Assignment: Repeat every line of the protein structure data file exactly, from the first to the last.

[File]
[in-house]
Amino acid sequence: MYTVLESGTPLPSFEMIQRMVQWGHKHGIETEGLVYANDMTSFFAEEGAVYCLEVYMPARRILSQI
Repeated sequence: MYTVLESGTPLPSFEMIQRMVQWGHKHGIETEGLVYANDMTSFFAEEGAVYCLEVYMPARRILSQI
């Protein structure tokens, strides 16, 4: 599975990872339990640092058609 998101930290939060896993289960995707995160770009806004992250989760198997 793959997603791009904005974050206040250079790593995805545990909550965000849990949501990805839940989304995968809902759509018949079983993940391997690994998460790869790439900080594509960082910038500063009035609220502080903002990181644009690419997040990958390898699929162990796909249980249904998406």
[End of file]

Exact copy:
[in-house]
Amino acid sequence: MYTVLESGTPLPSFEMIQRMVQWGHKHGIETEGLVYANDMTSFFAEEGAVYCLEVYMPARRILSQI
Repeated sequence: MYTVLESGTPLPSFEMIQRMVQWGHKHGIETEGLVYANDMTSFFAEEGAVYCLEVYMPARRILSQI
């Protein structure tokens, strides 16, 4: 599975990872339990640092058609 998101930290939060896993289960995707995160770009806004992250989760198997 793959997603791009904005974050206040250079790593995805545990909550965000849990949501990805839940989304995968809902759509018949079983993940391997690994998460790869790439900080594509960082910038500063009035609220502080903002990181644009690419997040990958390898699929162990796909249980249904998406």